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Tue, 7 July 2020

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The 'fire and rehire' practices at British Airways are immoral and should be illegal

The 'fire and rehire' practices at British Airways are immoral and should be illegal

Almost every BA employee has been threatened with redundancy, with one-third facing the axe, and the remainder rehired to contracts containing huge drops in salary and working conditions, says Gavin Newlands MP | Credit: PA Images

4 min read

Under the cover of the coronavirus crisis, BA have threatened to fire tens of thousands of their staff and rehire them on worse pay and conditions. This cannot be acceptable in the UK in 2020

There should be no doubt that the aviation and aerospace industries face their biggest challenge since World War II. 

No-one disputes that the impact of coronavirus will drive fundamental change to the sector for months and possibly years to come. 

But the way to manage that change, for the benefit of all, is a collective effort by everyone with a stake in the future of a business - workers, management, unions, and the community.

At British Airways that sort of modernity is not on the agenda.  Instead, under the cover of the coronavirus crisis, almost every BA employee has been threatened with redundancy, with one-third facing the axe, and the remainder rehired to contracts containing huge drops in salary and working conditions. Some of these salary cuts are as high as 70%.

This is immoral and should be illegal.

Along with colleagues on the Transport Select Committee, we heard from hundreds of BA workers and questioned both unions and management, with Willie Walsh, Chief Executive of BA’s parent group, IAG, representing the latter.  It would be fair to say that his appearance did not go far in improving employee relations at the firm.

What is clear is that the life-changing experience of unemployment, with all its implications financially, socially, and economically, is being used as a stick to force long-standing employees into accepting far inferior salaries and conditions while doing exactly the same jobs. That can’t be an acceptable form of industrial relations in the year 2020.

The situations at BA and Rolls-Royce are individual – but they both reveal the malaise that seems to exist throughout industry in the UK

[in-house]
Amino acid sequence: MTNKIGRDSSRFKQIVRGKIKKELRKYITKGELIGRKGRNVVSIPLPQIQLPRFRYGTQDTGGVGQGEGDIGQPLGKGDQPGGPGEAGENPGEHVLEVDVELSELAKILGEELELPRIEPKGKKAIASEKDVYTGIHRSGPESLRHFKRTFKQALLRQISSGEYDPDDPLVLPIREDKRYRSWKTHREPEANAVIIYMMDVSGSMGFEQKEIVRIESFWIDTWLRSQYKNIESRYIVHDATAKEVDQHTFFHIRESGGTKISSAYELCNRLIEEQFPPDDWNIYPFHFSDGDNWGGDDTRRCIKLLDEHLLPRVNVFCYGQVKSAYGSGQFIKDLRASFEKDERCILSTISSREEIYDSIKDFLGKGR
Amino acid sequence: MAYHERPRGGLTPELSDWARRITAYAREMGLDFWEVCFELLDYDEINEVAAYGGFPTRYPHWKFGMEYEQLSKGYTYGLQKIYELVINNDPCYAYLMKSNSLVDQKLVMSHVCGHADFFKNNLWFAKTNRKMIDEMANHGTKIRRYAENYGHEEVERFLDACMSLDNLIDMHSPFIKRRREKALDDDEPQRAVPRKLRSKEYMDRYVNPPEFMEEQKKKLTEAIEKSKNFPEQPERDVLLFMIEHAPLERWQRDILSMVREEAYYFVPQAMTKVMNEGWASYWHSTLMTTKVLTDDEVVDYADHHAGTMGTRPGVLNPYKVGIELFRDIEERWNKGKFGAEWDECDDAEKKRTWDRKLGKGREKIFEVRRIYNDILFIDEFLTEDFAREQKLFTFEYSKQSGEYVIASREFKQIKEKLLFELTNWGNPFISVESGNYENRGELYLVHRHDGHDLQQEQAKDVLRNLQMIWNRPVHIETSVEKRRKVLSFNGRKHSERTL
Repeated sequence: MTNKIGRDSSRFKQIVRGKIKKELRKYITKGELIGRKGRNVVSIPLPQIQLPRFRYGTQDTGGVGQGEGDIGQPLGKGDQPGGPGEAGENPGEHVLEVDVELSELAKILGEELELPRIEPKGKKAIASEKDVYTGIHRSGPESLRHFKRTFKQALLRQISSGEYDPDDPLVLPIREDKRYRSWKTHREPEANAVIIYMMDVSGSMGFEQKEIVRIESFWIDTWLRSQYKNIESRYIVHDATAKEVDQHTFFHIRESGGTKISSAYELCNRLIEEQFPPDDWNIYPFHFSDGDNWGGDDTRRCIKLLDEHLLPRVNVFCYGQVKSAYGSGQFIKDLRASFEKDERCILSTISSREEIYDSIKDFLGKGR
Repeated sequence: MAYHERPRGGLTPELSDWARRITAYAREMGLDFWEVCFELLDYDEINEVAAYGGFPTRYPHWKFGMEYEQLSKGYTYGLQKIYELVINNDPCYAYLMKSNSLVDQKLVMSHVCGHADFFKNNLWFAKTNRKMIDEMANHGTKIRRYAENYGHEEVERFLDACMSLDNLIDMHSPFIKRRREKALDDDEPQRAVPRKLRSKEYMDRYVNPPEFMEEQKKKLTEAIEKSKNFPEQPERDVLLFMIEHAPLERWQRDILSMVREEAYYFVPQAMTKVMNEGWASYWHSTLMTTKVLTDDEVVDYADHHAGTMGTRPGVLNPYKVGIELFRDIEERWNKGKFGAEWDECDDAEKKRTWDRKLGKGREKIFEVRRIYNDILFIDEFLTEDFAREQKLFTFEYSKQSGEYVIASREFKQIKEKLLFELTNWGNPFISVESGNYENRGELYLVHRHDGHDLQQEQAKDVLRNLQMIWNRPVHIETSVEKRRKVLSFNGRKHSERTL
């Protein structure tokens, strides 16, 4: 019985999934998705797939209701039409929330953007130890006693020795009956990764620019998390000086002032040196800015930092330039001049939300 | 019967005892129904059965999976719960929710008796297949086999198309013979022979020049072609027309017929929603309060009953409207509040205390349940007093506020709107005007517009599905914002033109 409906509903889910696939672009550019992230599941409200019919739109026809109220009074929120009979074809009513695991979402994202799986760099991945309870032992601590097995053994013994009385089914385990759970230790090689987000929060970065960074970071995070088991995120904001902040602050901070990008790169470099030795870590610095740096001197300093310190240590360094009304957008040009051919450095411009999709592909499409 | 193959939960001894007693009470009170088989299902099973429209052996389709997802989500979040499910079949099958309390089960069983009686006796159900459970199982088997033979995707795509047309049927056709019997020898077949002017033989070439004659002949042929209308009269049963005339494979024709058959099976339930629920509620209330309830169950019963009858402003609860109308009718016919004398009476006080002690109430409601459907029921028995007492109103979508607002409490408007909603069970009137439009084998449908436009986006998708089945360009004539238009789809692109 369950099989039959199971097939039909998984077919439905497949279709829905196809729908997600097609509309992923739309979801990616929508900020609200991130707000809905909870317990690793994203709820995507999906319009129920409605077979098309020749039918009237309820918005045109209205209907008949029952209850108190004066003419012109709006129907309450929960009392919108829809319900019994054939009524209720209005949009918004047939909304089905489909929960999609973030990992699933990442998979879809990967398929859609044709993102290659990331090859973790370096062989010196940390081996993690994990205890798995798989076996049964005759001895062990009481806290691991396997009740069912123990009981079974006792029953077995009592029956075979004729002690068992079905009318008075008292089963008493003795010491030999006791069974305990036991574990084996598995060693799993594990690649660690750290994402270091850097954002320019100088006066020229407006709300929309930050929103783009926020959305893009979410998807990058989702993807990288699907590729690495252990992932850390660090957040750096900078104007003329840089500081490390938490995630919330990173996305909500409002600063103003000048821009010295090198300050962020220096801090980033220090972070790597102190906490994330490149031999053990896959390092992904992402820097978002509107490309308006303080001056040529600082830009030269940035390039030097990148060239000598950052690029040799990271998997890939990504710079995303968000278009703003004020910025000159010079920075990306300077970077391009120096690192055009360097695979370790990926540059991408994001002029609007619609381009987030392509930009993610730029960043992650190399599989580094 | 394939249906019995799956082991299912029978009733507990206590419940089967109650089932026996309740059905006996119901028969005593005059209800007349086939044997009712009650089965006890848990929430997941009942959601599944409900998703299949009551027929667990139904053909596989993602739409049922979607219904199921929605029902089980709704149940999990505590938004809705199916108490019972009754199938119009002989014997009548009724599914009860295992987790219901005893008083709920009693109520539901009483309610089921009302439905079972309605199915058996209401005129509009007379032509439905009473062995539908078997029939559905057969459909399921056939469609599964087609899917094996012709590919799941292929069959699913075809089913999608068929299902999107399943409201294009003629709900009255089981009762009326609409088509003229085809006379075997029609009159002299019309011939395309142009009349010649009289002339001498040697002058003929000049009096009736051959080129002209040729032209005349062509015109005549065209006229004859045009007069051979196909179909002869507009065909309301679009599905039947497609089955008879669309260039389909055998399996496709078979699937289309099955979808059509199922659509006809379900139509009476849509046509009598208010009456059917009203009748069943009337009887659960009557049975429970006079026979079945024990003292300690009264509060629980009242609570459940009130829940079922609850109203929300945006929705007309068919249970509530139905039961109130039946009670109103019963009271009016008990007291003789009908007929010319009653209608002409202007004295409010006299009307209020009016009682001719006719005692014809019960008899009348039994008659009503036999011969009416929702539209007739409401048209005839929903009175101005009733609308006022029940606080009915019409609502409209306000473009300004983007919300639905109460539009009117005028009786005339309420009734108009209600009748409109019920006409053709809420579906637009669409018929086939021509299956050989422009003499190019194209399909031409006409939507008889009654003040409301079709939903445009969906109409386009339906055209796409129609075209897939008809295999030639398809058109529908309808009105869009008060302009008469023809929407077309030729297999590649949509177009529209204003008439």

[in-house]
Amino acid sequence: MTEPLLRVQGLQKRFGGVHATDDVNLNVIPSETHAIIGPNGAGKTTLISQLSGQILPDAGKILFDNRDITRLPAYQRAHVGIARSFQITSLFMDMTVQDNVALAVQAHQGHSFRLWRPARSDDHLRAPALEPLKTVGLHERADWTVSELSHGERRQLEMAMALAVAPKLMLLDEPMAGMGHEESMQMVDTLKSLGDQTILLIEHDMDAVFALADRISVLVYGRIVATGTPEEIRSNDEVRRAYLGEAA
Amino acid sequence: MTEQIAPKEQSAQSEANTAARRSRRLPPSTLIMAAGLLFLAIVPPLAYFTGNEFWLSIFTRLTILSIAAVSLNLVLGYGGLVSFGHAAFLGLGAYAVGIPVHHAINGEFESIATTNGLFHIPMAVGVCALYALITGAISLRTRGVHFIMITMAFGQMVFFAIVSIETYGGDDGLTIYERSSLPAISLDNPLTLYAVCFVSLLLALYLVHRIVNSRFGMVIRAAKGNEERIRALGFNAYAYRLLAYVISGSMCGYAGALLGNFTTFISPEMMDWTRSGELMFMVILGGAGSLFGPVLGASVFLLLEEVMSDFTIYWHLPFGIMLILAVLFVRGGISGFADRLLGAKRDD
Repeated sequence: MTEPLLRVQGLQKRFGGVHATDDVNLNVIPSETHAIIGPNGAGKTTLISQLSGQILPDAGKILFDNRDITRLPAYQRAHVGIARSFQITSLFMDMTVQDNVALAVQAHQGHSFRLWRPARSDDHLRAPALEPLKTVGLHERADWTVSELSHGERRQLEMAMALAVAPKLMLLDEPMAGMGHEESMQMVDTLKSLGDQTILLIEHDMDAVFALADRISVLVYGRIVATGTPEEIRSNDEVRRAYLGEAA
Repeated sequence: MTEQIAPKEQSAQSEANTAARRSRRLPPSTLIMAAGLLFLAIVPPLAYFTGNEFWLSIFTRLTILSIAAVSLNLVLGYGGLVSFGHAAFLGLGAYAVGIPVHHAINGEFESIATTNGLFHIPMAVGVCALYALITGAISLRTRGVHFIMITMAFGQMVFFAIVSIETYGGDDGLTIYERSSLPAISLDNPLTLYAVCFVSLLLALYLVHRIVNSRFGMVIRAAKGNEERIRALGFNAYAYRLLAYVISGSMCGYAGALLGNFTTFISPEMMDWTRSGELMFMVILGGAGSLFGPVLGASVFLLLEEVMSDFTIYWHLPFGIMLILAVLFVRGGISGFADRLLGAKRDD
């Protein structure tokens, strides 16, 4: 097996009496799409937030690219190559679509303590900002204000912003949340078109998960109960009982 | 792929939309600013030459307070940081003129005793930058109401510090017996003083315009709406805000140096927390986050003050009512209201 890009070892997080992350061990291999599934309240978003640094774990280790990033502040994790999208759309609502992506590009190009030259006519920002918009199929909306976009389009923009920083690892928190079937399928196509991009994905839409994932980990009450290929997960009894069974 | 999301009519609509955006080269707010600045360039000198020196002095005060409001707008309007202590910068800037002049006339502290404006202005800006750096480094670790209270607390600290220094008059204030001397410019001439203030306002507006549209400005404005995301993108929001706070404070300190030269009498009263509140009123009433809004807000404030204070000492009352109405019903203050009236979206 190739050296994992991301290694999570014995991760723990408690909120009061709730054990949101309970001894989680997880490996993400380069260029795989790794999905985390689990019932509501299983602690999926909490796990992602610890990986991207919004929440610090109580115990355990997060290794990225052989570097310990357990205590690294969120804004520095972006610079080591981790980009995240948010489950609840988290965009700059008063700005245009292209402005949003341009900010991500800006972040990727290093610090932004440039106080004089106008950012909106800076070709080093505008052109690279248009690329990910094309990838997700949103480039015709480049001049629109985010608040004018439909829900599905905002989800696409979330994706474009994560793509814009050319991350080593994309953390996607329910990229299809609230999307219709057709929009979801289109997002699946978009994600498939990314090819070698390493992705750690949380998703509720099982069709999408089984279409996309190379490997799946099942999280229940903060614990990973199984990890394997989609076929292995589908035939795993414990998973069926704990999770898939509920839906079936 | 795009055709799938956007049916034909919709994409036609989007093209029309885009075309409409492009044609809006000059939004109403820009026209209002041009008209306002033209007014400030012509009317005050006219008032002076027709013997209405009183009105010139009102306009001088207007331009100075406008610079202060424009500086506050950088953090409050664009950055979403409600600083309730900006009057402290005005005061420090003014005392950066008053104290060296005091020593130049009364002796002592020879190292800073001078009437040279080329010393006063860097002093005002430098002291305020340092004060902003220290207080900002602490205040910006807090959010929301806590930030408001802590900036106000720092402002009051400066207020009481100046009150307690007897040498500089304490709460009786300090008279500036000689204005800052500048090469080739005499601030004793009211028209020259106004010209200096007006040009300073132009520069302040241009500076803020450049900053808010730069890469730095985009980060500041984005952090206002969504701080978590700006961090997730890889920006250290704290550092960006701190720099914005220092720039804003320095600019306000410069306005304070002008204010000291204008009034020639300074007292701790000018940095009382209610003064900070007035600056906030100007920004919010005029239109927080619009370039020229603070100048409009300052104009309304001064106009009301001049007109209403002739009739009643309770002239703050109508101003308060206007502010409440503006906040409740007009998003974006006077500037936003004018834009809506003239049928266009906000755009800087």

Many European countries have legislation preventing this kind of Dickensian industrial relations policy – ironically including Spain and Ireland, home of Iberian and Aer Lingus, both part of IAG. Meanwhile Rolls-Royce’s plant at Inchinnan in my constituency faces 700 job losses, over half the workforce at the plant. 

Union proposals to increase working hours for less pay, and even accept no pay whatsoever in the short-term, have been rebuffed at every turn by management. 

Instead the plans have been presented as a fait accompli, with no scope for debate and no room for workers’ input.

The situations at BA and Rolls-Royce are individual – but they both reveal the malaise that seems to exist throughout industry in the UK, where management are free to do virtually whatever they choose with zero regard for the consequence to communities, individuals, or the national economy.

Nowhere else in Europe has this Friedmanesque approach to strategic economic policy and assets. Germany’s consistent economic growth over the decades is based fundamentally on partnership between firms, unions, and the state, and honest discussion about when and where change is needed. 

Despite the numerous predictions over the years – almost entirely from anti-EU campaigners – of the withering of Germany’s economy, they still outperform us across every measure and have a standard of living that would seem alien to most workers in this country.

So as a start in dragging our industrial policy into the 20th century (getting to the 21st century is the next goal), I lodged my Employment (Dismissal and Re-employment) Bill in the Commons last week. It would aim to prevent the kind of threat of fire and rehire that BA have issued tens of thousands of their staff around the UK – in my constituency and elsewhere.

As a presentation bill, I’m under no illusions about the likelihood of it becoming law, at least without Government support. But I hope it’s has at least drawn attention to the nefarious practices of BA and their ilk during this crisis. Throughout these difficult and stressful times, we have seen so many individuals, businesses and communities rise to the occasion and do the right thing. Maybe Willie Walsh and co should reflect on that when they speak with their workforce.

 

Gavin Newlands is SNP MP for Paisley and Renfrewshire North.

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